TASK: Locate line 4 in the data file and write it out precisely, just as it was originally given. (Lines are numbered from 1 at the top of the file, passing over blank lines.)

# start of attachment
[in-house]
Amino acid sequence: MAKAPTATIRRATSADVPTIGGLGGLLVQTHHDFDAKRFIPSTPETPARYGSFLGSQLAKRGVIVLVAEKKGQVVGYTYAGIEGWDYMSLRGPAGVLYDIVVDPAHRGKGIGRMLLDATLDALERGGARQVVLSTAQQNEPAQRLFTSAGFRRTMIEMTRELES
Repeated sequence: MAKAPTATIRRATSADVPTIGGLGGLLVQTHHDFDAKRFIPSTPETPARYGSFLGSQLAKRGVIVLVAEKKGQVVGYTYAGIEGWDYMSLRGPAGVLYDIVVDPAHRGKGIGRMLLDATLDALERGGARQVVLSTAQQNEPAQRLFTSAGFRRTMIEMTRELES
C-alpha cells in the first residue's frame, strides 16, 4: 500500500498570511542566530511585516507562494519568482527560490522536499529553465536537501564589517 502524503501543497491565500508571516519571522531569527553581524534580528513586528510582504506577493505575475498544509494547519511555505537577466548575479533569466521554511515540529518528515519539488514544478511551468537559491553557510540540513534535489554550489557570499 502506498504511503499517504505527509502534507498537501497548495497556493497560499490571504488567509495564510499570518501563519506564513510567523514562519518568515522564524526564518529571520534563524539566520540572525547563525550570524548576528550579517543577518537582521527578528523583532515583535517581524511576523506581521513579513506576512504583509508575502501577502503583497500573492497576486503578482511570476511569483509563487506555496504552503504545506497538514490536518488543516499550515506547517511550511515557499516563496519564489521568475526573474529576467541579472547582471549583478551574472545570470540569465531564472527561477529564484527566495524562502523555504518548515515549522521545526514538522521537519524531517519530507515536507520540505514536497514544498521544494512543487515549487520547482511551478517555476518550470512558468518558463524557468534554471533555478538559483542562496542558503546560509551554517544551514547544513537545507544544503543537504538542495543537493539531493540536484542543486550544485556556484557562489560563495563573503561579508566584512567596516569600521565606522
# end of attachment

C-alpha cells in the first residue's frame, strides 16, 4: 500500500498570511542566530511585516507562494519568482527560490522536499529553465536537501564589517 502524503501543497491565500508571516519571522531569527553581524534580528513586528510582504506577493505575475498544509494547519511555505537577466548575479533569466521554511515540529518528515519539488514544478511551468537559491553557510540540513534535489554550489557570499 502506498504511503499517504505527509502534507498537501497548495497556493497560499490571504488567509495564510499570518501563519506564513510567523514562519518568515522564524526564518529571520534563524539566520540572525547563525550570524548576528550579517543577518537582521527578528523583532515583535517581524511576523506581521513579513506576512504583509508575502501577502503583497500573492497576486503578482511570476511569483509563487506555496504552503504545506497538514490536518488543516499550515506547517511550511515557499516563496519564489521568475526573474529576467541579472547582471549583478551574472545570470540569465531564472527561477529564484527566495524562502523555504518548515515549522521545526514538522521537519524531517519530507515536507520540505514536497514544498521544494512543487515549487520547482511551478517555476518550470512558468518558463524557468534554471533555478538559483542562496542558503546560509551554517544551514547544513537545507544544503543537504538542495543537493539531493540536484542543486550544485556556484557562489560563495563573503561579508566584512567596516569600521565606522